which indicates   that the demand for, shape for next season
the Gourlay is increasing rapidly
The Enderby Ladies' Whist Club entertained their husbands to a progressive party at the home of Mrs.
Albert Johnston on Wednesday evening.
Mr. Stuart Henderson, K. C, lately Liberal candidate in Lillooet and
formerly member for Yale in thc local legislature, has oeen arrested on
a- charge of embezzlement. He was
afterwards released on a $3,000 bond
Mr  Forrasta, of V.raon. visited tho | tll0 Informtlon Ms lald.    "*���������
Enderby district this week, and were
very favorably impressed with what
they investigated.
Mr. E. L. Berry,    secretary of the
Sicamous regatta, which is to be held
I* Harris,  foul brood inspector, is   ������n fMay ,24th'    W������lS   in Endcrbv the
to visit tlie bee hives of Enderby in   Pa!    T        Mr' Berry Says he does
the early part of June.   He will ad-   I      antlcipate   any kind of a crowd
from Enderby, and   -egrets that the
dress a   public   meeting in'K. of P.
Hall on the evening of June 6th.
7 Jas. F.  Johnston   reports tne sale
by auction of the movable property
. of. Thos. Sharpe, Hullcar, on the lst
.of May was very successful. Good
prices were realized, and yet every
purchaser got a bargain in his purchase.
Hezekiah Elliott wants the world
to. know that he hoed his potatoes
for the first time this year on the
Gth of May. He has a seed spud that
has been out from Ireland only three
years and carries a distinctly Irish
W. H. Speer, 0f the Okanagan Piano & Music Company, of Vernon, was
a visitor of Enderby this week. Mr.
Speer is handling the famous Gourlay
piano, and is establishing an extensive, music store in the Okanagan metropolis.
date of the regatta should conflict
with that of the annual celebration
at Enderby.
Hon. J. P. Mabee, chief railway
commissioner, suddenly died at his
home in Port Rowan, Ont., on Monday. Deceased was one of the best
known public men in Canada, and a
man whose decisions as railway commissioner ha-o-e won for him the respect of all parties, regardless of
politics or personal interest.
Bishop de Pencier, of the Westmin-
ster-Kootenay diocese, paid his first
official visit to Enderby this week.
A class of four -appeared for confirmation, and on Wednesday evening
following an eloquent address in the
St. George's church, a reception was
tendered him in the Parish Hall, attended by a very large proportion of
the congregation.
A pretty home wedding took place
at the residence of ivlr. and Mrs. H.
F. Flewwelling on Tuesday afternoon,
May 7th, when their daughter, Etta,
was united in marriage to Mr. Geo.
S. Robinson, of the Columbia Flouring Mills staff, thc ceremony being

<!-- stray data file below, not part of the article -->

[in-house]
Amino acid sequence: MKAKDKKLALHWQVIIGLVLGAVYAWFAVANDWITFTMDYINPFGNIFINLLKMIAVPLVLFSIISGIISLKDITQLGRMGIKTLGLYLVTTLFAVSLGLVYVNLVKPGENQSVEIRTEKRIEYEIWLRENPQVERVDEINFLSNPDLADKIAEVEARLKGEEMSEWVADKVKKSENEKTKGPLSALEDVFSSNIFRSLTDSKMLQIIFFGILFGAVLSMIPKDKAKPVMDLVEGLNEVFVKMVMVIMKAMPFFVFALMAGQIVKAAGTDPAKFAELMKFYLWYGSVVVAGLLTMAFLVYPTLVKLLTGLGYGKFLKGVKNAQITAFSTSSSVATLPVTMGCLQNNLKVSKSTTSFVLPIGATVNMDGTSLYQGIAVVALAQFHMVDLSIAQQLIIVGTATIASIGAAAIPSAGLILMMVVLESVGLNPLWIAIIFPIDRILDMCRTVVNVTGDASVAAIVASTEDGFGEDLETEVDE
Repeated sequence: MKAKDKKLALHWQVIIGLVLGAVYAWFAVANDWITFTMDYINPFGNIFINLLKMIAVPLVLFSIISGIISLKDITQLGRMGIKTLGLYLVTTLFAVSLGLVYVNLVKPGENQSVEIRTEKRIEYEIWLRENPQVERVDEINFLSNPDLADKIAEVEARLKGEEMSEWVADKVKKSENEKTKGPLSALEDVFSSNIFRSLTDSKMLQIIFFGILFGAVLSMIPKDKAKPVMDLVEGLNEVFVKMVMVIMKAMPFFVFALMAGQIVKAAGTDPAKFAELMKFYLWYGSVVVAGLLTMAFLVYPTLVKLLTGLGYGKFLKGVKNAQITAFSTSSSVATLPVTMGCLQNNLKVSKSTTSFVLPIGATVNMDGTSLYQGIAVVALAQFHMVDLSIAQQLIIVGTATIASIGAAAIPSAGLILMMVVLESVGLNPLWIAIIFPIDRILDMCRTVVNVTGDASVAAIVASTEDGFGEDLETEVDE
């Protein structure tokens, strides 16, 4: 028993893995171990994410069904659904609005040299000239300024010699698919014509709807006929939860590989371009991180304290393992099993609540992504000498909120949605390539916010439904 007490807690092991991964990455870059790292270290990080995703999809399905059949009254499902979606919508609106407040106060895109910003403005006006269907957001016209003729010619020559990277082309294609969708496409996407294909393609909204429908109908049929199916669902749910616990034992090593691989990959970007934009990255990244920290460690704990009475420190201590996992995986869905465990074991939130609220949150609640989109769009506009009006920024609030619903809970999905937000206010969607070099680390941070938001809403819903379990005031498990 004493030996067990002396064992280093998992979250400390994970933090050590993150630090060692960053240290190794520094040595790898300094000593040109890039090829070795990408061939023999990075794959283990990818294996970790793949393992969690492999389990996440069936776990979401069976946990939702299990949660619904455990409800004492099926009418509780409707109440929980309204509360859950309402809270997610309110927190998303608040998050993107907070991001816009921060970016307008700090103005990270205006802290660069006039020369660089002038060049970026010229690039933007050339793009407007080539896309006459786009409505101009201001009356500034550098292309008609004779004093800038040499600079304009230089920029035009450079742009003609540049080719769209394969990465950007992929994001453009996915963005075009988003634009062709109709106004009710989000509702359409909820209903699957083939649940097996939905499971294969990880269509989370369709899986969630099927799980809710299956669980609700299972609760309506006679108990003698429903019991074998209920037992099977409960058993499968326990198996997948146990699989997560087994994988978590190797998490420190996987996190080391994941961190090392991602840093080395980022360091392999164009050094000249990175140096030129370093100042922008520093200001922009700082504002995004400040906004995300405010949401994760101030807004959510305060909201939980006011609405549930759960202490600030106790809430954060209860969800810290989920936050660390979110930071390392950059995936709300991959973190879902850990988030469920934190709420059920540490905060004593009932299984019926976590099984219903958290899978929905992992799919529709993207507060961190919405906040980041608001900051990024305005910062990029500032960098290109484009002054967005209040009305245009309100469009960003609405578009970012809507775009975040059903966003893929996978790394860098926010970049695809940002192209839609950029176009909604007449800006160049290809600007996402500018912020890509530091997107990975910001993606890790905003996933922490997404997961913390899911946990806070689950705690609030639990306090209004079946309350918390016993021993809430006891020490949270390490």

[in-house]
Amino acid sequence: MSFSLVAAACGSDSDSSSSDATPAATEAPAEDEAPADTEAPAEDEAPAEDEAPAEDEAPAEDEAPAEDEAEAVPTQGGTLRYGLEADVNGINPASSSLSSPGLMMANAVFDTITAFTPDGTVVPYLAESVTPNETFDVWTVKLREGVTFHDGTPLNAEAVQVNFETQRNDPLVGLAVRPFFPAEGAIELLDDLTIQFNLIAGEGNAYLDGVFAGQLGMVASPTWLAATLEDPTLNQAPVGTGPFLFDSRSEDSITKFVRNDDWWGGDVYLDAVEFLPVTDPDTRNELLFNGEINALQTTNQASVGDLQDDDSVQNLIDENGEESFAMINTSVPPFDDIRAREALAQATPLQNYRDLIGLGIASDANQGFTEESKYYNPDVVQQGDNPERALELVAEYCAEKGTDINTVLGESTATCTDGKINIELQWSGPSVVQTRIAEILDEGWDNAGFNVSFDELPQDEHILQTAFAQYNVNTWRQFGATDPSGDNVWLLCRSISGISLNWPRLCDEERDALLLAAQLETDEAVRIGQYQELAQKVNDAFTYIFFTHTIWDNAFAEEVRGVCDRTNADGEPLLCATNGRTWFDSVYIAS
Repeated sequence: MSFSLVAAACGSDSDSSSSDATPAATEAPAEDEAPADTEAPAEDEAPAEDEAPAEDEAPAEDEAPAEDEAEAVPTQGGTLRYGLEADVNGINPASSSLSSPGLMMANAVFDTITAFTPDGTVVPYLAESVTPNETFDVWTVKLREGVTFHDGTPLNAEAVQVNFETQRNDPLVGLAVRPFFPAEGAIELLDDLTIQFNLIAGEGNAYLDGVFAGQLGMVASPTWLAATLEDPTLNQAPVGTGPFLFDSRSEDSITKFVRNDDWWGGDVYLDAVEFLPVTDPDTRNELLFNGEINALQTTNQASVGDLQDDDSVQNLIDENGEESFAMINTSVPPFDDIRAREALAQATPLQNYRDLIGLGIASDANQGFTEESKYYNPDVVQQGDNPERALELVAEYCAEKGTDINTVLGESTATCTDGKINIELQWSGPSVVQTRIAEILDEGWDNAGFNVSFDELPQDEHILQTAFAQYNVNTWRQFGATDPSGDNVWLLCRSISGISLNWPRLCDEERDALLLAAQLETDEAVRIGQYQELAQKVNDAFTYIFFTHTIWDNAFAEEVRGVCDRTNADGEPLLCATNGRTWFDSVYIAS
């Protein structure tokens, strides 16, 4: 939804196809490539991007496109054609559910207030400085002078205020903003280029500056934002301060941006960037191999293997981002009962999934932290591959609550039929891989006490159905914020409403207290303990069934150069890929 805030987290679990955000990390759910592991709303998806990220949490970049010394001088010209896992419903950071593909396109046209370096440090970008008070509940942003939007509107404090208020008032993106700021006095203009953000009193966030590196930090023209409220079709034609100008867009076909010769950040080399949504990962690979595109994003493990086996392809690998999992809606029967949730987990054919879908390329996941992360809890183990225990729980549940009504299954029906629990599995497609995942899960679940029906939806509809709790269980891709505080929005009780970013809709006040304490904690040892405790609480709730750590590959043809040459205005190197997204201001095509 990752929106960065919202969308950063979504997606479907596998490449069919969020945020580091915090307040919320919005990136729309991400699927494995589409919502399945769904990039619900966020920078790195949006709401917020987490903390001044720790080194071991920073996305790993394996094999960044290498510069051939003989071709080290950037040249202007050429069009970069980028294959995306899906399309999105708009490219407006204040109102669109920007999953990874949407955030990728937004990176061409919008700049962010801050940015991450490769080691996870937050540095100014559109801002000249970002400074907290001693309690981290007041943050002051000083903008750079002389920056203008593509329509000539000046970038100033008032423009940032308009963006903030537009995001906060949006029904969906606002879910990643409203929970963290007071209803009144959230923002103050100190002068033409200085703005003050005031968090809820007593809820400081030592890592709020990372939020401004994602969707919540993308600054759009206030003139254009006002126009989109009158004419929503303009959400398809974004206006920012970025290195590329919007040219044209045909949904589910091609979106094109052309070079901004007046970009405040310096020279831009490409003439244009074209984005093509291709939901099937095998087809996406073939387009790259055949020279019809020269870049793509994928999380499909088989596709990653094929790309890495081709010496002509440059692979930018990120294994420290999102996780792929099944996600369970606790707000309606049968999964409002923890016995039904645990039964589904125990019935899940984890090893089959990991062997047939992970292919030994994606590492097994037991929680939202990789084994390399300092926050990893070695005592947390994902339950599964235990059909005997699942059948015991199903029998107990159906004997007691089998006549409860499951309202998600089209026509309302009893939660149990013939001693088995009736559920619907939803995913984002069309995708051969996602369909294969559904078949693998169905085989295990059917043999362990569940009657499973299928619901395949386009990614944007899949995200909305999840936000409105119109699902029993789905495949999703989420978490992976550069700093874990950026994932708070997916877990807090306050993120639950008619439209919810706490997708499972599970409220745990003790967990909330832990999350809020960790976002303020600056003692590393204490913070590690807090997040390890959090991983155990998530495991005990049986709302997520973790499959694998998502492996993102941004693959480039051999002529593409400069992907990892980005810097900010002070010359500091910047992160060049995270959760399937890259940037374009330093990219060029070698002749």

performed-by-Rev- Duncan Campbcllr
of the Presbyterian diurch.
The bride was attended by Miss
Mabel Ruttan, Mr. "/alter Robinson,
brother of the groom, acting as best
man. Only the immediate friends of
the bride and groom were in attendance.
After a wedding dinner was served,
the bridal ' couple    left   on   the 4:30
train for Mr. Robinson's old home in
Cambridge,   Queen's   county,    N.    B.
They will stop   at    Frederickton for
the Encania of the University of New
Brunswick,    where     Mr.    Robinson's
youngest sister is this year graduating.     After the closing exercises and
ball, the party will sail down the St.
John river, the Rhync of America, to
his former home.-    On the return Mr.
and Mrs. Robinson   will visit Sarnia
and other,   Ontario   towns where the
bride's relatives reside.
Mr, and Mrs. Robinson are ,of the
most highly esteemed of our young
people, and the Press joins with their
many friends in wishing them bon
voyage and a happy return to Enderby, their future home.
condition, to play.
The decorations committee is planning to give prizes for the best decorated business block und residence, of
which further particulars will ' be
given later.
Another feature which will no doubt
add materially to the interest of the
.visitors,   will    be -the appearance  of
the- B.- O. Horse-fand T3o"y" Scouts"."" "
Thc Enderby Baseball Club will entertain in thc evening with a dance
the music to be furnished by thc'home
The Curling Club    has   turned  the
{given ,in *"��������� the;.yMrthodi^iff?rch^if^w7^������l
^Tuesday. eveningjby. ihe"'.Toronto L-a7#i'^l
dies' Quartette/;:And'more^seldo'Sr dtf:%X'ytI
,we -hear/anything to; ^cir^e/wc^7"?J .^l'l
of the charming young pianiste/o'ffth^l/^X?,
company: T Each; of the/young-'ladiesC// '~$7
is an'artiste 'in-/herWine, -but**Miss"'^-^U'
Florence^ -MacKay., is"-, more, ��������� she:;is7s77.X7&:
genius:   For so yoing-a girl,.-her exe-f''' "yyXi